UK wobbles as US legislators join with China in opposing EU plans to include third countries in revisions to EU ETS
Mon 2 Dec 2013 – As EU legislators work on proposals to amend the scope of the EU Emissions Trading Scheme (EU ETS), their US counterparts in the House of Representatives have called on the US Transportation Secretary, Anthony Foxx, to exercise his authority to prohibit US civil aircraft from participating in the scheme. Bipartisan leaders from the Transportation Committee urge Foxx to negotiate with the EU to ensure US operators “are held harmless from the unilateral application of the EU’s system”, which they argued was in contravention with the recent ICAO agreement. China has also voiced its displeasure at the proposals, saying they were detrimental to international solidarity in addressing climate change and that the UNFCCC principle of common but differentiated responsibilities must underpin the design and implementation of a global market-based measure. The UK, meanwhile, has signalled that it too is against the Commission’s proposals to include flights to and from third countries.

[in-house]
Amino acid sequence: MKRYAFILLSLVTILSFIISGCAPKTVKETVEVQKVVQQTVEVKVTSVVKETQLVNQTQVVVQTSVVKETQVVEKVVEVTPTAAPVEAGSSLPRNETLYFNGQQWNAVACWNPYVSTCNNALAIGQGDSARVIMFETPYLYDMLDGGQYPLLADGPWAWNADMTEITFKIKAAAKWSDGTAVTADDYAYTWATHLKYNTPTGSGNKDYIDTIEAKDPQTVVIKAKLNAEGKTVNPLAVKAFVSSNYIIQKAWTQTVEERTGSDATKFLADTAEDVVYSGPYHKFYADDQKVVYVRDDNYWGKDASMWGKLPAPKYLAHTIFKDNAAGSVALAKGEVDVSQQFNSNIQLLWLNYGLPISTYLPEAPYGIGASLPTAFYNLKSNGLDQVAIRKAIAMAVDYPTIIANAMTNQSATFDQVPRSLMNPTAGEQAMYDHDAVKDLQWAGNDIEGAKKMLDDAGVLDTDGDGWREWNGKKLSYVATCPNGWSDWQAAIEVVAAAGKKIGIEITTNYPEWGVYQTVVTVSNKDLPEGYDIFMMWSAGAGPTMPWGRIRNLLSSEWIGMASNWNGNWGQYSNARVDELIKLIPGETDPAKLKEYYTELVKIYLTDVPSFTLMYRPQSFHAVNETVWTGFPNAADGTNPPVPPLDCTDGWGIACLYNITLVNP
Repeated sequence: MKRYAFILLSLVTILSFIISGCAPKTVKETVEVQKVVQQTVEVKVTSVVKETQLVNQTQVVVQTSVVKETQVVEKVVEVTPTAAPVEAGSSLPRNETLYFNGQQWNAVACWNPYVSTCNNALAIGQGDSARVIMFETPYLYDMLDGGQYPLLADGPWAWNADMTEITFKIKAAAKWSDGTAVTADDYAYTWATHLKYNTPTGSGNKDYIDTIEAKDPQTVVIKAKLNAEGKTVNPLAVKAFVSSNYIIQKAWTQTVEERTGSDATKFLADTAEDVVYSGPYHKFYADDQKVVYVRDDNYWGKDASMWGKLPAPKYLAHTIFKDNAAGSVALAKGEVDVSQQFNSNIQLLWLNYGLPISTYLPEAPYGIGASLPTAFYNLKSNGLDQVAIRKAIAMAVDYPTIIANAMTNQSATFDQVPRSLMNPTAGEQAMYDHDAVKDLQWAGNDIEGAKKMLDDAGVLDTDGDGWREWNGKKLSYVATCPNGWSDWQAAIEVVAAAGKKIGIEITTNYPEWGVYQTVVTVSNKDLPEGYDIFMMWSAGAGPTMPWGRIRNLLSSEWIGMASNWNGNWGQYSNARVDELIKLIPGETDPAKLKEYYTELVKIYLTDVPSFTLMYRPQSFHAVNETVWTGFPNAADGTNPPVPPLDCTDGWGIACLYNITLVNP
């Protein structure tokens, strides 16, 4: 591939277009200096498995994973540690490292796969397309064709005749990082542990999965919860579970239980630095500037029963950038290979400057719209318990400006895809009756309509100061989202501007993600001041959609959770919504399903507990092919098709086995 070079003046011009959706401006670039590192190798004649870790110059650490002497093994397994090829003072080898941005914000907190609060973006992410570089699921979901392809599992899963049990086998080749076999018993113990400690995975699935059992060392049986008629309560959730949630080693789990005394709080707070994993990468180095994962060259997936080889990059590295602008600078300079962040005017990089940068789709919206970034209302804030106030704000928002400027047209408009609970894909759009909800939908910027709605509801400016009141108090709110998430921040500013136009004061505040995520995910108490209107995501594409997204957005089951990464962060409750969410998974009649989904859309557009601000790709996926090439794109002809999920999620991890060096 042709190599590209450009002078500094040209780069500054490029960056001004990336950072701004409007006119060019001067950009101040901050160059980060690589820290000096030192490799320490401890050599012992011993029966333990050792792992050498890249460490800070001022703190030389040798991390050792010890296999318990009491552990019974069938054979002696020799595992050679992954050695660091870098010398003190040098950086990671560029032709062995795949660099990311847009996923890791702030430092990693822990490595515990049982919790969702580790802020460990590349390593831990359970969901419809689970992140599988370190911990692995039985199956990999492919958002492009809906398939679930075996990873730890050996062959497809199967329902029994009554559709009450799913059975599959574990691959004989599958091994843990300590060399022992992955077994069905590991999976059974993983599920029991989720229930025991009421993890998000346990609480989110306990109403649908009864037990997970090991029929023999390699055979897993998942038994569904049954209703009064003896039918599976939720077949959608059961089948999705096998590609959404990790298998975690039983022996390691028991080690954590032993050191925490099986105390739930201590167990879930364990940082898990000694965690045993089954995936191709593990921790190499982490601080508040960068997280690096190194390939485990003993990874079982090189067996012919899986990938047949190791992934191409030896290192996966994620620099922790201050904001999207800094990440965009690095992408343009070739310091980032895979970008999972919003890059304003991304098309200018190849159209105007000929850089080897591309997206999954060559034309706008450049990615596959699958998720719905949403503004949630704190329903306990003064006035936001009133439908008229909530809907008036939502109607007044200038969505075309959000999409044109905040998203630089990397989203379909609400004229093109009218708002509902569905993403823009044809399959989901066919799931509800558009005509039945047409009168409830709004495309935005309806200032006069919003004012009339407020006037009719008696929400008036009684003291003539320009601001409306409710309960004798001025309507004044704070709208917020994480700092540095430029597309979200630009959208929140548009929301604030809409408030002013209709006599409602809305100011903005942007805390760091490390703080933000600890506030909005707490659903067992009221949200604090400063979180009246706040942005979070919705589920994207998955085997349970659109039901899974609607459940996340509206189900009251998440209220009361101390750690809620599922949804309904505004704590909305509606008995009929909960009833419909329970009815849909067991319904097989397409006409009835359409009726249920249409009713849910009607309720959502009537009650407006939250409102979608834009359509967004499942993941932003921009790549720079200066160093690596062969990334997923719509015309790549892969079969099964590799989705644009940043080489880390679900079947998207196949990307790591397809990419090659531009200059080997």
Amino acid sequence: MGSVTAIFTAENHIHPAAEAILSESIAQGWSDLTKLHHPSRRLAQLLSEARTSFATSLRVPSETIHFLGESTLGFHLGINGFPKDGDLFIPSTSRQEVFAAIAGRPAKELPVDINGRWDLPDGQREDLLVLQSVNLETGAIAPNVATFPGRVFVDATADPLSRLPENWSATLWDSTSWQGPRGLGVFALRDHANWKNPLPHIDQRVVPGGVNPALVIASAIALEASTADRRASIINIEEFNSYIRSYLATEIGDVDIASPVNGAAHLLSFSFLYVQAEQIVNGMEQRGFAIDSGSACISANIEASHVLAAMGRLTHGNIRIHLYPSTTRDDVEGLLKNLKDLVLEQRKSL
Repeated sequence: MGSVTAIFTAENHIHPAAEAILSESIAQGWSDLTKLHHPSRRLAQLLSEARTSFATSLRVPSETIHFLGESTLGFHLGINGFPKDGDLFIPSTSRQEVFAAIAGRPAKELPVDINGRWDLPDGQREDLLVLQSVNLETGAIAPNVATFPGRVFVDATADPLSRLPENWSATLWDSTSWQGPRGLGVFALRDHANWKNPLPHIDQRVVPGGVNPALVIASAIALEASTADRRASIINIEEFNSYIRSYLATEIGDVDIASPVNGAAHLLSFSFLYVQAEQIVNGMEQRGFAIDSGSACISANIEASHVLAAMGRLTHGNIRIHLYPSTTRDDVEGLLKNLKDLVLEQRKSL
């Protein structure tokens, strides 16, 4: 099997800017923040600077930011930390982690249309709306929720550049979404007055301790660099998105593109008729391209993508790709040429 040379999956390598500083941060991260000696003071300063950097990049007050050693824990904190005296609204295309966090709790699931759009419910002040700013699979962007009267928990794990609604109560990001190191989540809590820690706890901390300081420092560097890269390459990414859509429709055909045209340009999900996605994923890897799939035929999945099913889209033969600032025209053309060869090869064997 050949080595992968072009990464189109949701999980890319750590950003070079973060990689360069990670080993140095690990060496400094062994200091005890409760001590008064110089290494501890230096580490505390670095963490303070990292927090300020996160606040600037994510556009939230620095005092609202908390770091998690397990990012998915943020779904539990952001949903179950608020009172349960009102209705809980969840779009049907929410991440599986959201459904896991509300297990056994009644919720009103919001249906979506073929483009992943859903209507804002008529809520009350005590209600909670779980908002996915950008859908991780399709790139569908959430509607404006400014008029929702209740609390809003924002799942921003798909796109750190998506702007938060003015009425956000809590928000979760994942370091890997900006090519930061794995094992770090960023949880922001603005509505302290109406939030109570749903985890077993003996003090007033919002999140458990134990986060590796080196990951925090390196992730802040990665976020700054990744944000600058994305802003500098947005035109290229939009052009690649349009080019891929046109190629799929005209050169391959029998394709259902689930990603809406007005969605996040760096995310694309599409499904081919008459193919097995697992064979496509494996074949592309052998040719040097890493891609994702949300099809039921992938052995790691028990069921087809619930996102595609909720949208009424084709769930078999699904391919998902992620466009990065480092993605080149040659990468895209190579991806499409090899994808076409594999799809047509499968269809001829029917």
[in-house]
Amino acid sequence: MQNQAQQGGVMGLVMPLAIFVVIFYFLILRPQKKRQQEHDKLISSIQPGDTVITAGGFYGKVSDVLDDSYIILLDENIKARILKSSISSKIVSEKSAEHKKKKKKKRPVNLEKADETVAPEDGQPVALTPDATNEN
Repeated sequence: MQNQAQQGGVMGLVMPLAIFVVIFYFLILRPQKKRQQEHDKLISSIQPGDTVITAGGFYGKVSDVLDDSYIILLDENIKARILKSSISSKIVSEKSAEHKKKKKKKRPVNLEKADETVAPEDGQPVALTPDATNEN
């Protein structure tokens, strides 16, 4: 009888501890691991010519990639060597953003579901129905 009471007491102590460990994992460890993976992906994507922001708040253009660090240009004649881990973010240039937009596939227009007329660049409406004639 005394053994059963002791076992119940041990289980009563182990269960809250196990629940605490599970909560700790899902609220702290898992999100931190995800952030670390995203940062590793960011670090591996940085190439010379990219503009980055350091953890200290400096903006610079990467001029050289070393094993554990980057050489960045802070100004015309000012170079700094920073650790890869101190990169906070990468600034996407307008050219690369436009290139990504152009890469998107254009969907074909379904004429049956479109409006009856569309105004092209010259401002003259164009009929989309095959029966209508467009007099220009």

A letter from leading members of the House Transportation and Infrastructure Committee and the Aviation Subcommittee says the proposed EU amendment to the ETS “violates the spirit and letter of the ICAO agreement, as it would unilaterally be applied to portions of US flights to and from the EU.”
The amendment, the lawmakers argue, “flouts” the agreed upon framework developed by ICAO. “So despite claims that it wanted to address aviation emissions through international agreement at the ICAO, apparently the EU only wants to abide by the parts of the ICAO agreement it likes.”
Therefore, they urge Foxx to engage in immediate negotiations, as set down in the ETS Prohibition Act that came into law in late 2012, and if the EU amendment is still passed then he should prohibit US aircraft operators from participating in the ETS if determined to be in the public interest.
“In making this determination, the Secretary is to take into account the impacts on US consumers, air carriers and operators; the impacts on economic, energy, and environmental security of the United States; and the impact on US foreign relations, including existing international commitments,” said the letter.
The Act remains the “law of the land”, they said, “and, therefore we urge you to act in the public interest and fully exercise the authority granted to you under the law. ICAO set forth an agreed upon process for developing a global approach to address aviation emissions and it remains the proper forum to achieve this goal.”
A senior US Department of Transportation official told the Future of Air Transport conference in London last week that the Commission’s proposals were an “unnecessary distraction”.